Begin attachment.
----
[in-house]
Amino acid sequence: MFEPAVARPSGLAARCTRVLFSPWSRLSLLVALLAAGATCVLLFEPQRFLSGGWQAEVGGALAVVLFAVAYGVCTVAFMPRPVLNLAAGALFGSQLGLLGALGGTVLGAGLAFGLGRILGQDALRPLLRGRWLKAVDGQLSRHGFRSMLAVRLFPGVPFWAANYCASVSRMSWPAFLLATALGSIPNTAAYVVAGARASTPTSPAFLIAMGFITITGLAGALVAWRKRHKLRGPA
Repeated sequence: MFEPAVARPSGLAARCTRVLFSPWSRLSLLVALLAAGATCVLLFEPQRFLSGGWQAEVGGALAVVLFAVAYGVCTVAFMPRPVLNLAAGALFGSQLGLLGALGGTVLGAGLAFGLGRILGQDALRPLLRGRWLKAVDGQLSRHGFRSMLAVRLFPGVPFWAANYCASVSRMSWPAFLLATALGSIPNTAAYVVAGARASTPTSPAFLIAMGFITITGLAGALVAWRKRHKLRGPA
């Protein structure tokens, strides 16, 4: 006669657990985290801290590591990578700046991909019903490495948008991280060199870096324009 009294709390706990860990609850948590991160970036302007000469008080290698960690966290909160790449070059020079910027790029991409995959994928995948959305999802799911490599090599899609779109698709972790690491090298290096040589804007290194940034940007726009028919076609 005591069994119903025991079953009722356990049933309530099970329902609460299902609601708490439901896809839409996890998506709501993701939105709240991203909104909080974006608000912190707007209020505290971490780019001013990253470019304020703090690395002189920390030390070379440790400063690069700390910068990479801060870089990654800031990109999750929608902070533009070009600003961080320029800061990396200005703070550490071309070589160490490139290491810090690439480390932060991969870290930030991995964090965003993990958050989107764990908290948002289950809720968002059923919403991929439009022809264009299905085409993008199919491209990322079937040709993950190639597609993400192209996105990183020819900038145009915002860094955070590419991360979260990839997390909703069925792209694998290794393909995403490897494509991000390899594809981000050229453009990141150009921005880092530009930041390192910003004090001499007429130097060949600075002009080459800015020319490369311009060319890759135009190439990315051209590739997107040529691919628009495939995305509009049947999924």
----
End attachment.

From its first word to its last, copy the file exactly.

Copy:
[in-house]
Amino acid sequence: MFEPAVARPSGLAARCTRVLFSPWSRLSLLVALLAAGATCVLLFEPQRFLSGGWQAEVGGALAVVLFAVAYGVCTVAFMPRPVLNLAAGALFGSQLGLLGALGGTVLGAGLAFGLGRILGQDALRPLLRGRWLKAVDGQLSRHGFRSMLAVRLFPGVPFWAANYCASVSRMSWPAFLLATALGSIPNTAAYVVAGARASTPTSPAFLIAMGFITITGLAGALVAWRKRHKLRGPA
Repeated sequence: MFEPAVARPSGLAARCTRVLFSPWSRLSLLVALLAAGATCVLLFEPQRFLSGGWQAEVGGALAVVLFAVAYGVCTVAFMPRPVLNLAAGALFGSQLGLLGALGGTVLGAGLAFGLGRILGQDALRPLLRGRWLKAVDGQLSRHGFRSMLAVRLFPGVPFWAANYCASVSRMSWPAFLLATALGSIPNTAAYVVAGARASTPTSPAFLIAMGFITITGLAGALVAWRKRHKLRGPA
């Protein structure tokens, strides 16, 4: 006669657990985290801290590591990578700046991909019903490495948008991280060199870096324009 009294709390706990860990609850948590991160970036302007000469008080290698960690966290909160790449070059020079910027790029991409995959994928995948959305999802799911490599090599899609779109698709972790690491090298290096040589804007290194940034940007726009028919076609 005591069994119903025991079953009722356990049933309530099970329902609460299902609601708490439901896809839409996890998506709501993701939105709240991203909104909080974006608000912190707007209020505290971490780019001013990253470019304020703090690395002189920390030390070379440790400063690069700390910068990479801060870089990654800031990109999750929608902070533009070009600003961080320029800061990396200005703070550490071309070589160490490139290491810090690439480390932060991969870290930030991995964090965003993990958050989107764990908290948002289950809720968002059923919403991929439009022809264009299905085409993008199919491209990322079937040709993950190639597609993400192209996105990183020819900038145009915002860094955070590419991360979260990839997390909703069925792209694998290794393909995403490897494509991000390899594809981000050229453009990141150009921005880092530009930041390192910003004090001499007429130097060949600075002009080459800015020319490369311009060319890759135009190439990315051209590739997107040529691919628009495939995305509009049947999924």